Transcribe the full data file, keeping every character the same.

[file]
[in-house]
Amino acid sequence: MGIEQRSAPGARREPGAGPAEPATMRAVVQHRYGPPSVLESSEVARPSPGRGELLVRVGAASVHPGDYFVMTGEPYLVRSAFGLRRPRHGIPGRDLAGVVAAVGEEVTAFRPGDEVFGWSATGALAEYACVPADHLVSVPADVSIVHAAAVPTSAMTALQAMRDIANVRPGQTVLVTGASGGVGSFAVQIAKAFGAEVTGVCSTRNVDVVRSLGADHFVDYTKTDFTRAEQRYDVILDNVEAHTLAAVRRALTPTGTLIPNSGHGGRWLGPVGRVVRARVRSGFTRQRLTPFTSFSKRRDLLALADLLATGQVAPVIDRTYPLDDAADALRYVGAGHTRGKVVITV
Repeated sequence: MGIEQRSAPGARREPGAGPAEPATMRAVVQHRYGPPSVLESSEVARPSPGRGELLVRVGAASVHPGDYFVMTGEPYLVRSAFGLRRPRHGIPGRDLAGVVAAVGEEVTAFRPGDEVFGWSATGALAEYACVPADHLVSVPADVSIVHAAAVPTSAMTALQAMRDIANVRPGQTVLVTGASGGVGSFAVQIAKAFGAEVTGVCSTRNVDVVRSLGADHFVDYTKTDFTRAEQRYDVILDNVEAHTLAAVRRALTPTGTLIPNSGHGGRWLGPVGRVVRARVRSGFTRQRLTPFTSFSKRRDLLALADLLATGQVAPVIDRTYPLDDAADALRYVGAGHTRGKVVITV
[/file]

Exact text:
[in-house]
Amino acid sequence: MGIEQRSAPGARREPGAGPAEPATMRAVVQHRYGPPSVLESSEVARPSPGRGELLVRVGAASVHPGDYFVMTGEPYLVRSAFGLRRPRHGIPGRDLAGVVAAVGEEVTAFRPGDEVFGWSATGALAEYACVPADHLVSVPADVSIVHAAAVPTSAMTALQAMRDIANVRPGQTVLVTGASGGVGSFAVQIAKAFGAEVTGVCSTRNVDVVRSLGADHFVDYTKTDFTRAEQRYDVILDNVEAHTLAAVRRALTPTGTLIPNSGHGGRWLGPVGRVVRARVRSGFTRQRLTPFTSFSKRRDLLALADLLATGQVAPVIDRTYPLDDAADALRYVGAGHTRGKVVITV
Repeated sequence: MGIEQRSAPGARREPGAGPAEPATMRAVVQHRYGPPSVLESSEVARPSPGRGELLVRVGAASVHPGDYFVMTGEPYLVRSAFGLRRPRHGIPGRDLAGVVAAVGEEVTAFRPGDEVFGWSATGALAEYACVPADHLVSVPADVSIVHAAAVPTSAMTALQAMRDIANVRPGQTVLVTGASGGVGSFAVQIAKAFGAEVTGVCSTRNVDVVRSLGADHFVDYTKTDFTRAEQRYDVILDNVEAHTLAAVRRALTPTGTLIPNSGHGGRWLGPVGRVVRARVRSGFTRQRLTPFTSFSKRRDLLALADLLATGQVAPVIDRTYPLDDAADALRYVGAGHTRGKVVITV